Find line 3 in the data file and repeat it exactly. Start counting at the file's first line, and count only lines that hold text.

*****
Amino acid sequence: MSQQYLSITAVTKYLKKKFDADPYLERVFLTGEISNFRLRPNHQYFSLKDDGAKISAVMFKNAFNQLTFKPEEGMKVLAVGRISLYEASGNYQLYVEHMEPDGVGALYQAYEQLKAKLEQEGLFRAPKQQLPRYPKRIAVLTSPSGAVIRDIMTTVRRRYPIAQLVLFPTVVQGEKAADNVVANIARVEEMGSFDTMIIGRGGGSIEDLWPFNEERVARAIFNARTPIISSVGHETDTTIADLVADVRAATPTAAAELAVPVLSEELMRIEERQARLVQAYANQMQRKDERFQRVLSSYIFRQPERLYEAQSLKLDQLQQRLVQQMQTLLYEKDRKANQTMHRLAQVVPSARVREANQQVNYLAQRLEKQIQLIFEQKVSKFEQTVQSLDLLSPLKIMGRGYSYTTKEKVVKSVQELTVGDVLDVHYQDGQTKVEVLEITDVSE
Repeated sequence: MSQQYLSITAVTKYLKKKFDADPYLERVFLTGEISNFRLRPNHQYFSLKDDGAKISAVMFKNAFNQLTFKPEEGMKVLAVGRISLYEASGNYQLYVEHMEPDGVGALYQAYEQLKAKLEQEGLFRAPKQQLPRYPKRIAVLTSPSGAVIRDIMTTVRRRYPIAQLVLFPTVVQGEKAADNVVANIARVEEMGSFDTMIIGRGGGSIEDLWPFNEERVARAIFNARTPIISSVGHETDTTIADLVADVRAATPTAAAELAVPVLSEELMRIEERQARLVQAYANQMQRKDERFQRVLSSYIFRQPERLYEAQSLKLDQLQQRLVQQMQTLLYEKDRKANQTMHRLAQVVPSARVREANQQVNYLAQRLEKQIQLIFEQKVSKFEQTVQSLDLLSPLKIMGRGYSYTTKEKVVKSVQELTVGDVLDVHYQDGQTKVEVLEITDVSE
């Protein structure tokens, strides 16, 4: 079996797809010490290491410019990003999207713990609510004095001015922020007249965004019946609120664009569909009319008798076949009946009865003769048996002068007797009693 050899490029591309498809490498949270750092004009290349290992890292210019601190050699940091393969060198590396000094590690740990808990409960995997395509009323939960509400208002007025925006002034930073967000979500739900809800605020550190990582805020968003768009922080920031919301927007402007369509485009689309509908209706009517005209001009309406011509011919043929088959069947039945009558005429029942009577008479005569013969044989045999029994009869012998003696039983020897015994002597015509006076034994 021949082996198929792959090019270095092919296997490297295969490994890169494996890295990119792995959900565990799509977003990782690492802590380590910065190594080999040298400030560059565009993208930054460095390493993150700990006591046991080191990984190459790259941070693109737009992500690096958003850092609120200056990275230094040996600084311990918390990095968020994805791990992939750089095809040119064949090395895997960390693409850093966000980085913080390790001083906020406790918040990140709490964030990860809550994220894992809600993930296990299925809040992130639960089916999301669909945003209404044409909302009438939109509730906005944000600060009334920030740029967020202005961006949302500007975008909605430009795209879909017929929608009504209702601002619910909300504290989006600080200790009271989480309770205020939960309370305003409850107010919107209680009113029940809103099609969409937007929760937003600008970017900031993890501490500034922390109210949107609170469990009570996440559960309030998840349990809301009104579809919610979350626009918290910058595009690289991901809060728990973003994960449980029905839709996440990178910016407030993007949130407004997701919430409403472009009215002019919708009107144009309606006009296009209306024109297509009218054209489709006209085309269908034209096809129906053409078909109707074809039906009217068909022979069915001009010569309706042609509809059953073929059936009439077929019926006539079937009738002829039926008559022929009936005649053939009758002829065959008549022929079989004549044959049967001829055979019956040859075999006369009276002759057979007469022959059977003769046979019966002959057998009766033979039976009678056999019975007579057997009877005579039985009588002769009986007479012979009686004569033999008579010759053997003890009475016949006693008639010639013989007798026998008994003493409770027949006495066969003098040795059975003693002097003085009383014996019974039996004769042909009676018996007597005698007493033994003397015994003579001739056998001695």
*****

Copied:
């Protein structure tokens, strides 16, 4: 079996797809010490290491410019990003999207713990609510004095001015922020007249965004019946609120664009569909009319008798076949009946009865003769048996002068007797009693 050899490029591309498809490498949270750092004009290349290992890292210019601190050699940091393969060198590396000094590690740990808990409960995997395509009323939960509400208002007025925006002034930073967000979500739900809800605020550190990582805020968003768009922080920031919301927007402007369509485009689309509908209706009517005209001009309406011509011919043929088959069947039945009558005429029942009577008479005569013969044989045999029994009869012998003696039983020897015994002597015509006076034994 021949082996198929792959090019270095092919296997490297295969490994890169494996890295990119792995959900565990799509977003990782690492802590380590910065190594080999040298400030560059565009993208930054460095390493993150700990006591046991080191990984190459790259941070693109737009992500690096958003850092609120200056990275230094040996600084311990918390990095968020994805791990992939750089095809040119064949090395895997960390693409850093966000980085913080390790001083906020406790918040990140709490964030990860809550994220894992809600993930296990299925809040992130639960089916999301669909945003209404044409909302009438939109509730906005944000600060009334920030740029967020202005961006949302500007975008909605430009795209879909017929929608009504209702601002619910909300504290989006600080200790009271989480309770205020939960309370305003409850107010919107209680009113029940809103099609969409937007929760937003600008970017900031993890501490500034922390109210949107609170469990009570996440559960309030998840349990809301009104579809919610979350626009918290910058595009690289991901809060728990973003994960449980029905839709996440990178910016407030993007949130407004997701919430409403472009009215002019919708009107144009309606006009296009209306024109297509009218054209489709006209085309269908034209096809129906053409078909109707074809039906009217068909022979069915001009010569309706042609509809059953073929059936009439077929019926006539079937009738002829039926008559022929009936005649053939009758002829065959008549022929079989004549044959049967001829055979019956040859075999006369009276002759057979007469022959059977003769046979019966002959057998009766033979039976009678056999019975007579057997009877005579039985009588002769009986007479012979009686004569033999008579010759053997003890009475016949006693008639010639013989007798026998008994003493409770027949006495066969003098040795059975003693002097003085009383014996019974039996004769042909009676018996007597005698007493033994003397015994003579001739056998001695």